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How to Plant in Containers Sunken Into the Ground

wooden barrel image by Jorge Moro from

Container gardens provide the perfect option to create a living oasis both inside and outside the garden bed. Permanent containers installed into the landscape or sunken into the ground require extra planning to promote good drainage. Another concern lies in the large volume of soil required to fill a large container. This landscape alternative also allows gardeners to shelter plants such as perennials, protecting roots during winter months.

Remove all soil from existing container gardens using a bucket, trowel or whatever means possible to clear all soil from the pot. Dispose of the old dirt properly in the compost pile or yard waste collection.

Rinse out the inside of the container with clean water and scrub mineral deposits with the scrub brush. Allow water to completely drain from the pot before planting.

Fill larger pots one-third full of crushed aluminum cans or pine bark mulch to add bulk to the container. Large volumes of potting soil are expensive and this option limits the need for excessive soil in the planter. Exclusively using potting soil works fine too.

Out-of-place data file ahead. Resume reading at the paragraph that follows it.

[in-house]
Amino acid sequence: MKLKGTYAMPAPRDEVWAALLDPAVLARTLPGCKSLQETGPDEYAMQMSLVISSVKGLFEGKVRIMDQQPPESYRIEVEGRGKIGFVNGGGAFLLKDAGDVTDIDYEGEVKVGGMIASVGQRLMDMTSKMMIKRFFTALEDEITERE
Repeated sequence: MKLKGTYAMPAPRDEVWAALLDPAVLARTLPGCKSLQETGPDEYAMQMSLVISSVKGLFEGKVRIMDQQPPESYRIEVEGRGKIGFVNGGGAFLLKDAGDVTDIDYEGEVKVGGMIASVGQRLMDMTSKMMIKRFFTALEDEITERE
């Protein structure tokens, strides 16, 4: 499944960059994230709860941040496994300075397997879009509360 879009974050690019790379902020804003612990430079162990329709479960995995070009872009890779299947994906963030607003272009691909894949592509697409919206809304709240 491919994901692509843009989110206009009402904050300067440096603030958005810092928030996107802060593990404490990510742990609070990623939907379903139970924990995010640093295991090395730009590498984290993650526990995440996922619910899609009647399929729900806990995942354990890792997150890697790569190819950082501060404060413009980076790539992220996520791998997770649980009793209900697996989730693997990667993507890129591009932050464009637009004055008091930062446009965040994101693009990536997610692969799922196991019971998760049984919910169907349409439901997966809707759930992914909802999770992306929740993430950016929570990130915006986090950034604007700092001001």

Fill the planter two-thirds full with new potting soil. Pop each plant out of its container by squeezing the plastic pot on all sides. Grasp the plant between your thumb and pointer finger right at the soil level. Gently lift the plant out and place it into position in the sunken container. Use this method to remove all plants from transplant pots. Use pruning shears to clip away plastic pots for plants that don't freely pop out of the container.

Fill in around each plant with loose potting soil. Press gently on the soil to secure the plant in plant. Draw the soil up to 2 inches below the pot rim and smooth it flat with a trowel or your hand.

Water the sunken container garden using a watering can or a light trickle from the garden hose. Aim the spout or sprayer at the base of each plant. This method deeply waters the soil in the planter. Water the planter regularly since container gardens lose moisture quickly.

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